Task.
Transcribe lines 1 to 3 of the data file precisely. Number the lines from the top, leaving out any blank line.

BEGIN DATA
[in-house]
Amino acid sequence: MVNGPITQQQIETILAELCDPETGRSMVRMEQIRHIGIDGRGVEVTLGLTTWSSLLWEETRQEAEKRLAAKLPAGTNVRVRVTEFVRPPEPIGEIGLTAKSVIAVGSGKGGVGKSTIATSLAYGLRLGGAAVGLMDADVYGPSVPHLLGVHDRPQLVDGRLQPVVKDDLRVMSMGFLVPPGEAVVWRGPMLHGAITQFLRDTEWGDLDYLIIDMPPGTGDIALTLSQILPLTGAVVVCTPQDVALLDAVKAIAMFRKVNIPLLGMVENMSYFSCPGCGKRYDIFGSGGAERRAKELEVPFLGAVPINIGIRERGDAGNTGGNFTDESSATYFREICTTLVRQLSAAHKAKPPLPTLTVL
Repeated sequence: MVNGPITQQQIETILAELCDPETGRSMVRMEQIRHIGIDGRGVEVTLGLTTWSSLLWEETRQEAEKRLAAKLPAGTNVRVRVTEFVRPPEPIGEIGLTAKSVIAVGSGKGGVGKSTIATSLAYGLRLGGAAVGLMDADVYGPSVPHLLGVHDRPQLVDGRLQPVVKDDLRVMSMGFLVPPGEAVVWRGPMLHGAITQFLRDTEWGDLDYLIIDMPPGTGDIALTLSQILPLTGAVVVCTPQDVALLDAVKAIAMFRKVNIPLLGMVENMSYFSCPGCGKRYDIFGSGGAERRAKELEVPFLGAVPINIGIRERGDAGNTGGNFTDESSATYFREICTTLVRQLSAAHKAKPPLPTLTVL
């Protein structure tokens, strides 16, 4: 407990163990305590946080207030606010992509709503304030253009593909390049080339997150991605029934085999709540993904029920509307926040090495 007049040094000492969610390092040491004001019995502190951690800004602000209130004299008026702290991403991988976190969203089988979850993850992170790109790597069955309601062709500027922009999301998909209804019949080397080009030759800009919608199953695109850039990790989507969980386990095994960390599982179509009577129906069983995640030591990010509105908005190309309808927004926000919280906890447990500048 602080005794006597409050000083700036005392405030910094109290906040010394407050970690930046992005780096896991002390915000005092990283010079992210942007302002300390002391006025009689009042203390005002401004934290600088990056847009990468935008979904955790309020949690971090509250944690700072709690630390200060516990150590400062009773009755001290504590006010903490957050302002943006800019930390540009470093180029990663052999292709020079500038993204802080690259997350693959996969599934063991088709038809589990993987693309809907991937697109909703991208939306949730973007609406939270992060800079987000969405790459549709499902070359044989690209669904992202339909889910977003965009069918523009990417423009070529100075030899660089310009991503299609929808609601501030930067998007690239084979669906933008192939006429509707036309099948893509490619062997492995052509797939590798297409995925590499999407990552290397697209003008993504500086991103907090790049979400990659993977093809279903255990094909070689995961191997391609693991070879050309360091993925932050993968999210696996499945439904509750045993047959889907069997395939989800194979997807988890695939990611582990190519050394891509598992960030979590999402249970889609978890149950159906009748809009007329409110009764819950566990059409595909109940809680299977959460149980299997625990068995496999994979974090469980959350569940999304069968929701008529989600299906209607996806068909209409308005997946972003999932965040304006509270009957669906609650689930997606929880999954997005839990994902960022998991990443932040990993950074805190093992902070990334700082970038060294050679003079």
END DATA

[in-house]
Amino acid sequence: MVNGPITQQQIETILAELCDPETGRSMVRMEQIRHIGIDGRGVEVTLGLTTWSSLLWEETRQEAEKRLAAKLPAGTNVRVRVTEFVRPPEPIGEIGLTAKSVIAVGSGKGGVGKSTIATSLAYGLRLGGAAVGLMDADVYGPSVPHLLGVHDRPQLVDGRLQPVVKDDLRVMSMGFLVPPGEAVVWRGPMLHGAITQFLRDTEWGDLDYLIIDMPPGTGDIALTLSQILPLTGAVVVCTPQDVALLDAVKAIAMFRKVNIPLLGMVENMSYFSCPGCGKRYDIFGSGGAERRAKELEVPFLGAVPINIGIRERGDAGNTGGNFTDESSATYFREICTTLVRQLSAAHKAKPPLPTLTVL
Repeated sequence: MVNGPITQQQIETILAELCDPETGRSMVRMEQIRHIGIDGRGVEVTLGLTTWSSLLWEETRQEAEKRLAAKLPAGTNVRVRVTEFVRPPEPIGEIGLTAKSVIAVGSGKGGVGKSTIATSLAYGLRLGGAAVGLMDADVYGPSVPHLLGVHDRPQLVDGRLQPVVKDDLRVMSMGFLVPPGEAVVWRGPMLHGAITQFLRDTEWGDLDYLIIDMPPGTGDIALTLSQILPLTGAVVVCTPQDVALLDAVKAIAMFRKVNIPLLGMVENMSYFSCPGCGKRYDIFGSGGAERRAKELEVPFLGAVPINIGIRERGDAGNTGGNFTDESSATYFREICTTLVRQLSAAHKAKPPLPTLTVL